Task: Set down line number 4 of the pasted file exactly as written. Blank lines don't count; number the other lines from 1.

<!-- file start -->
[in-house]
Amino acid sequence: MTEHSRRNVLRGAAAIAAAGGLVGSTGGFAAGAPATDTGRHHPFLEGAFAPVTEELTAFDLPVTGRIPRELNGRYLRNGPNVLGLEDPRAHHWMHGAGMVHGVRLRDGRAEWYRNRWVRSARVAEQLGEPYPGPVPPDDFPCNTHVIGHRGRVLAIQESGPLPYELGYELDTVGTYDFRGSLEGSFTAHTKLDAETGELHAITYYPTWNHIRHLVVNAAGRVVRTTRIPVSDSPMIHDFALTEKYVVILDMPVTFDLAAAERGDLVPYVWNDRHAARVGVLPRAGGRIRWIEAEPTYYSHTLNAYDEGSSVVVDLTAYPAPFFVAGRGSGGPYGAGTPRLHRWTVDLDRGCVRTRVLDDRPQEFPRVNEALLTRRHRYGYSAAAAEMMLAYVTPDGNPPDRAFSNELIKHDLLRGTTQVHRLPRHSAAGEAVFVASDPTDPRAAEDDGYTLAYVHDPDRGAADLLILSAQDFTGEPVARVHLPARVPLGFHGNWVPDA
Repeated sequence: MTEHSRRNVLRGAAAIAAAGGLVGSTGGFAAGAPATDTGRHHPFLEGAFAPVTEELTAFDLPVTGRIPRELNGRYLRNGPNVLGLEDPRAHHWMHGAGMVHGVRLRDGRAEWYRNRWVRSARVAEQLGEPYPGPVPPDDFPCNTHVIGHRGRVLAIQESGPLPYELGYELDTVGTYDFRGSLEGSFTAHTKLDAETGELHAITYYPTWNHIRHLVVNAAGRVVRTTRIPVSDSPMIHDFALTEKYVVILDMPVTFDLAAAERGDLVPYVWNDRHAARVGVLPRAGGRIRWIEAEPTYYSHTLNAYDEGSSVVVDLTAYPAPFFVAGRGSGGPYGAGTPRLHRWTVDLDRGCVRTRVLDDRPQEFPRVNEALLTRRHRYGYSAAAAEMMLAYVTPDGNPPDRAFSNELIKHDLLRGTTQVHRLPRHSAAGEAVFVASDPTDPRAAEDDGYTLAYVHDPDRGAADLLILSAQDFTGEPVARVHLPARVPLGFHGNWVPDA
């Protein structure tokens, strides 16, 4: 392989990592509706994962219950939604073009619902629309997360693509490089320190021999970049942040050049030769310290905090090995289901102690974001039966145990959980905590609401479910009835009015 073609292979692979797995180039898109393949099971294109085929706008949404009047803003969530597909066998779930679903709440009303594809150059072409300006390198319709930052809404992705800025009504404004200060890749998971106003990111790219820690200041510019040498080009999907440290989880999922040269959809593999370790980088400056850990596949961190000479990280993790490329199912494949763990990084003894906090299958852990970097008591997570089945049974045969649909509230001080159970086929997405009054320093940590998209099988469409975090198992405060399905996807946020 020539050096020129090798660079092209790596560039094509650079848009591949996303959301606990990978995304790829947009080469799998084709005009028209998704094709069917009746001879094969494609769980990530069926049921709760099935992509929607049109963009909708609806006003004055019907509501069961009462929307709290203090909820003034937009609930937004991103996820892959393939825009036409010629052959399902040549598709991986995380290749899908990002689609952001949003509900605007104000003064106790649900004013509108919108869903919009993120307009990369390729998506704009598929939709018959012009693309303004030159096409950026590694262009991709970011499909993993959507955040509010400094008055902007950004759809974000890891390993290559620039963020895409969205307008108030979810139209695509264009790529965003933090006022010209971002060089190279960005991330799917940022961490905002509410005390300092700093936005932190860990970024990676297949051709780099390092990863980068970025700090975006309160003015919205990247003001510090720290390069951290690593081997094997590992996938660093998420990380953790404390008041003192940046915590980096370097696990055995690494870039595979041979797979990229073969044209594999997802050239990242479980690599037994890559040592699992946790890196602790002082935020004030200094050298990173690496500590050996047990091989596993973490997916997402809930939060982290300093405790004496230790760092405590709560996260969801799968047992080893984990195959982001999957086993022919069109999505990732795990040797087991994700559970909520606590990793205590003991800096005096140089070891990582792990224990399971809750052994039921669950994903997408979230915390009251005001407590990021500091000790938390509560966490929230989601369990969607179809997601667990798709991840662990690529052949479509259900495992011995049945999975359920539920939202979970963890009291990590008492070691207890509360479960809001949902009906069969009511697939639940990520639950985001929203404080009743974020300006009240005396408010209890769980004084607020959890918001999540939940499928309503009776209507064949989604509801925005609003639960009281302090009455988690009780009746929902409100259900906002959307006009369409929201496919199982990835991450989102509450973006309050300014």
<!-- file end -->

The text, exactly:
């Protein structure tokens, strides 16, 4: 392989990592509706994962219950939604073009619902629309997360693509490089320190021999970049942040050049030769310290905090090995289901102690974001039966145990959980905590609401479910009835009015 073609292979692979797995180039898109393949099971294109085929706008949404009047803003969530597909066998779930679903709440009303594809150059072409300006390198319709930052809404992705800025009504404004200060890749998971106003990111790219820690200041510019040498080009999907440290989880999922040269959809593999370790980088400056850990596949961190000479990280993790490329199912494949763990990084003894906090299958852990970097008591997570089945049974045969649909509230001080159970086929997405009054320093940590998209099988469409975090198992405060399905996807946020 020539050096020129090798660079092209790596560039094509650079848009591949996303959301606990990978995304790829947009080469799998084709005009028209998704094709069917009746001879094969494609769980990530069926049921709760099935992509929607049109963009909708609806006003004055019907509501069961009462929307709290203090909820003034937009609930937004991103996820892959393939825009036409010629052959399902040549598709991986995380290749899908990002689609952001949003509900605007104000003064106790649900004013509108919108869903919009993120307009990369390729998506704009598929939709018959012009693309303004030159096409950026590694262009991709970011499909993993959507955040509010400094008055902007950004759809974000890891390993290559620039963020895409969205307008108030979810139209695509264009790529965003933090006022010209971002060089190279960005991330799917940022961490905002509410005390300092700093936005932190860990970024990676297949051709780099390092990863980068970025700090975006309160003015919205990247003001510090720290390069951290690593081997094997590992996938660093998420990380953790404390008041003192940046915590980096370097696990055995690494870039595979041979797979990229073969044209594999997802050239990242479980690599037994890559040592699992946790890196602790002082935020004030200094050298990173690496500590050996047990091989596993973490997916997402809930939060982290300093405790004496230790760092405590709560996260969801799968047992080893984990195959982001999957086993022919069109999505990732795990040797087991994700559970909520606590990793205590003991800096005096140089070891990582792990224990399971809750052994039921669950994903997408979230915390009251005001407590990021500091000790938390509560966490929230989601369990969607179809997601667990798709991840662990690529052949479509259900495992011995049945999975359920539920939202979970963890009291990590008492070691207890509360479960809001949902009906069969009511697939639940990520639950985001929203404080009743974020300006009240005396408010209890769980004084607020959890918001999540939940499928309503009776209507064949989604509801925005609003639960009281302090009455988690009780009746929902409100259900906002959307006009369409929201496919199982990835991450989102509450973006309050300014």